The `Greene-ing' of America - circa 1964
When he was 17, Bob Greene was tormented by lost love, the fear of losing his place on the tennis team, the hassles of dating, getting his hair cut right, and wearing cool clothes. He was utterly vexed about grades, getting into college, borrowing his dad's car, and finding ways to stay out late without his parents' knowing. In the right hands, and with the aid of hindsight, could such a universal agenda of male juvenilia be the stuff of a best seller? Only if the right storyteller could remember all the truly telling details - names, faces, events. Enter the 1964 diary of the same Mr. Greene.
Master storyteller, Greene has been called a pundit for middle America for his Chicago Tribune column syndicated to over 200 newspapers, regular broadcasts for ABC's ``Nightline,'' and a monthly column in Esquire magazine. Greene recently turned up his 1964 diary, painstakingly kept on the advice of a journalism teacher who said the best way make oneself a good reporter was to keep a daily journal. Doing his best as a ``glorified rewrite man,'' he says, he has taken the cryptic sentence fragments, disjointed conversations and hurriedly written descriptions of emotions to reconstruct a publishable manuscript - a full, readable narrative on what might be called the purgatory of teendom: ``It was like restoring a cracked and faded old photograph,'' he says.
The result is ``Be True to Your School,'' (Atheneum, $18.95) - 365 days in the life of one high school boy in the middle of America in the middle of the century. On one level, the book is a document of pure nostalgia - a look at the year Cassius Clay beat Sonny Liston, the Beatles performed on Ed Sullivan, and Peter, Paul, and Mary were still going strong. On another, it is a daily dissection of the hopes, loves, and fears of a fragile 17-year-old, riding the emotional roller coaster of dating, while trying to discover himself, ``achieve,'' and develop independence all at the same time.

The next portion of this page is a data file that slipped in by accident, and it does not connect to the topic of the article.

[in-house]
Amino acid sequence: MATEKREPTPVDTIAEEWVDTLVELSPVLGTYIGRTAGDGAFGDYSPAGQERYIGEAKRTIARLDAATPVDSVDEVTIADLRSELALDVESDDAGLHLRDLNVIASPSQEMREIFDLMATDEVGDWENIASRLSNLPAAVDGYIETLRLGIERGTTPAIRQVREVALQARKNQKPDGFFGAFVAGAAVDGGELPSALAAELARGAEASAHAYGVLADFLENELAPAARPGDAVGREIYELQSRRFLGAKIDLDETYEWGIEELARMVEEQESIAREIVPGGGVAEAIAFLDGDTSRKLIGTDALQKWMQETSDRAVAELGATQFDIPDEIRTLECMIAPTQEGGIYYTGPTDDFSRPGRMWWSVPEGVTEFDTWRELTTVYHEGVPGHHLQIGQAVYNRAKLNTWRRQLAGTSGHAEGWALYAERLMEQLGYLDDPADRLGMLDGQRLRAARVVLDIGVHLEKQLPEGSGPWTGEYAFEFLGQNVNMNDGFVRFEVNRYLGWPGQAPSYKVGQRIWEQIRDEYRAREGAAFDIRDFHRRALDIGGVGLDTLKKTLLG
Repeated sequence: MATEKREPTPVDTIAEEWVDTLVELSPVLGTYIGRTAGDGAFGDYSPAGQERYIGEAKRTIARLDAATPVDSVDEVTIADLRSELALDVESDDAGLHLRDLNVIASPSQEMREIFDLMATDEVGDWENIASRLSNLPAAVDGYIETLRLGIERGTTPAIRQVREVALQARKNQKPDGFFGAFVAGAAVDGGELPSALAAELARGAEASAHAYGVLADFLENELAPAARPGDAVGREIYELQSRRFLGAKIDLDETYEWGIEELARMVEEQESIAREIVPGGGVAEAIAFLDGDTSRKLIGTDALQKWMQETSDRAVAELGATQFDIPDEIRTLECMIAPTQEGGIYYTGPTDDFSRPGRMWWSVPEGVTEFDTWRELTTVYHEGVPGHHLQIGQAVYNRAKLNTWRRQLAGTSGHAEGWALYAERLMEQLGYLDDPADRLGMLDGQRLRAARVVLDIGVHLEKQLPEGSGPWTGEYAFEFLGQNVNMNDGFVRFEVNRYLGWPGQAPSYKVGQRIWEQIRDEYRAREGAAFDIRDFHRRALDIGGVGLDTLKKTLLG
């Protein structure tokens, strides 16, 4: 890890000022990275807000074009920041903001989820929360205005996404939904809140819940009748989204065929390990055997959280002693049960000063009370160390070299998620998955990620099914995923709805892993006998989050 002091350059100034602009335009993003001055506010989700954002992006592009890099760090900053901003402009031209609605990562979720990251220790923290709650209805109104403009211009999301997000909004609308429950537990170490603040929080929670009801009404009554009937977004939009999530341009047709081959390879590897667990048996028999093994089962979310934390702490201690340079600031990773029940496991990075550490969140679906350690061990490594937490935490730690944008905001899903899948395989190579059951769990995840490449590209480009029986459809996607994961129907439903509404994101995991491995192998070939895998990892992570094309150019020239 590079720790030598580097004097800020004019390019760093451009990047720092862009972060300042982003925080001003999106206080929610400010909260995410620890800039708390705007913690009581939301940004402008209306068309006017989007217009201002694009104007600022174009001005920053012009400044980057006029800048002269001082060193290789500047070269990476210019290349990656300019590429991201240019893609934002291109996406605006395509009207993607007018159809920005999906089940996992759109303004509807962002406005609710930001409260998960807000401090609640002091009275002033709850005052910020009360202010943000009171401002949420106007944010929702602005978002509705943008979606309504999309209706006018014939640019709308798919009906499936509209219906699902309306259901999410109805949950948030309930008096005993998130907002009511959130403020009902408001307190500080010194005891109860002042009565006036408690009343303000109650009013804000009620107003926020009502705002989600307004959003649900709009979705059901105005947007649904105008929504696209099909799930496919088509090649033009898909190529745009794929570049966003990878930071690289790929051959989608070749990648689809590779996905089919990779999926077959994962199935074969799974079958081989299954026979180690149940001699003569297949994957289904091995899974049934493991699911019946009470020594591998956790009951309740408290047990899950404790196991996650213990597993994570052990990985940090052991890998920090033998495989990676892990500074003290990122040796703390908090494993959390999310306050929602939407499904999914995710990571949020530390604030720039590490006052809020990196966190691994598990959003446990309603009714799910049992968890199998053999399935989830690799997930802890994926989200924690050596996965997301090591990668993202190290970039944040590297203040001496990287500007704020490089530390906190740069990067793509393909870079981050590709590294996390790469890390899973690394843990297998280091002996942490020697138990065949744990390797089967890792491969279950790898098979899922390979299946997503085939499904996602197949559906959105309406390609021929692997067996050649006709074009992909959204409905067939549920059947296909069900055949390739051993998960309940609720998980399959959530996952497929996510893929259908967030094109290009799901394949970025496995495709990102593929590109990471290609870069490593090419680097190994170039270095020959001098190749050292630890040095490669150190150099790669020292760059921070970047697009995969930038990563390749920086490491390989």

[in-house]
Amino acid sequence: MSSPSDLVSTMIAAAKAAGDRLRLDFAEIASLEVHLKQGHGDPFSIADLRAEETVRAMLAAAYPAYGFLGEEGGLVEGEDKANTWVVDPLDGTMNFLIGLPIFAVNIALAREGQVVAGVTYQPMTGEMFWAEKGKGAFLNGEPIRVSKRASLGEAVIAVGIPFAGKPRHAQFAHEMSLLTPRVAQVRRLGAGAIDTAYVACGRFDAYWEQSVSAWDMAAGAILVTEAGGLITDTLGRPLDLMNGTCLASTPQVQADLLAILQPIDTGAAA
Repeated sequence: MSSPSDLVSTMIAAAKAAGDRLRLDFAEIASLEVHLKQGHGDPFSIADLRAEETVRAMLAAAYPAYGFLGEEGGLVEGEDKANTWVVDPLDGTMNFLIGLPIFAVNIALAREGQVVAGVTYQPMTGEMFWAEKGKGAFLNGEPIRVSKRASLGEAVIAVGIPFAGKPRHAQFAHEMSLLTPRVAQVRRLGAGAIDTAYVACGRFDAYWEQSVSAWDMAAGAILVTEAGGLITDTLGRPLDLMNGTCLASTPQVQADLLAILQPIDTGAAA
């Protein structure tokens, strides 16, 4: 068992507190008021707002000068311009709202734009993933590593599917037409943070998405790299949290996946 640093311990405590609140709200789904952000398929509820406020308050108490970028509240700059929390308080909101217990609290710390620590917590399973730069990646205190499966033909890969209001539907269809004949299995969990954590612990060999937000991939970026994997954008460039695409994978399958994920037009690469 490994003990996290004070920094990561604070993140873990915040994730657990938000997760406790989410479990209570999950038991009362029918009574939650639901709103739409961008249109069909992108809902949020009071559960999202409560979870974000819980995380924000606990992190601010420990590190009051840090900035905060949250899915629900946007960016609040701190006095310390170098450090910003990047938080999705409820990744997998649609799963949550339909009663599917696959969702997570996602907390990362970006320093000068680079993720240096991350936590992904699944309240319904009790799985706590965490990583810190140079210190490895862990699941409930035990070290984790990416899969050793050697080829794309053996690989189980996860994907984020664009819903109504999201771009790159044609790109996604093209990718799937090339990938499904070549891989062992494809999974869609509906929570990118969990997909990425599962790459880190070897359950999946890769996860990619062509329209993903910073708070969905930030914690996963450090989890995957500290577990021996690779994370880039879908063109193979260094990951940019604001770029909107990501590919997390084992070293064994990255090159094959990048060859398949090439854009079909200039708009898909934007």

The book represents a tableau of memories for past generations. ``It's easy to forget that at the beginning of 1964, the radical changes in musical styles, the sex revolution, the riots and campus activism, and Vietnam had yet to happen,'' Greene says. And it represents a chronicle of the teenage Everyman for the present: the incorrigible ``squareness'' of parents, the everpresent urge to sidestep authority. Greene says he has done his best not to stray from the spirit and sequence of events in the original diary, trying instead to ``retain the voice of the boy who kept that diary.''
There is near obsession with a girl named Lindy Lemmon, who dated Greene for three months one summer, then casually dropped him. There are the afternoons of cruising the neighborhood with his buddies, when the right tune played over the car radio makes him swoon. ``Are you in your daze again?'' asks buddy Chuck Shenk when the song, ``Little Deuce Coupe,'' comes on. ``I've got to snap out of this thing, but I can't seem to,'' Greene writes in his diary later that night.
There is the fear of becoming the laughing stock of the school for not winning a varsity letter in tennis: ``Please, God, give me that letter - without it I'm nothing again.'' And there are the inevitable attempts at social grace in awkward dating situations. On one occasion, Greene counts silently to one hundred, trying to get up the nerve to place his arm around his date.
Greene is not new to opening up his life in hopes of touching the universal with the particular. His ``attempt'' at chronicling his daughter's first year - and his first year as a father - landed his ``Good Morning Merry Sunshine'' on the New York Times best seller list for 17 weeks.
``When I found the diary again I realized that what I had here was something more valuable than money could buy - which was time preserved. I mean, we all tend to bathe our pasts in this warm glow of nostalgia, but I had it all down there in black and white what happened. One day full of heartache, the next full of joy.''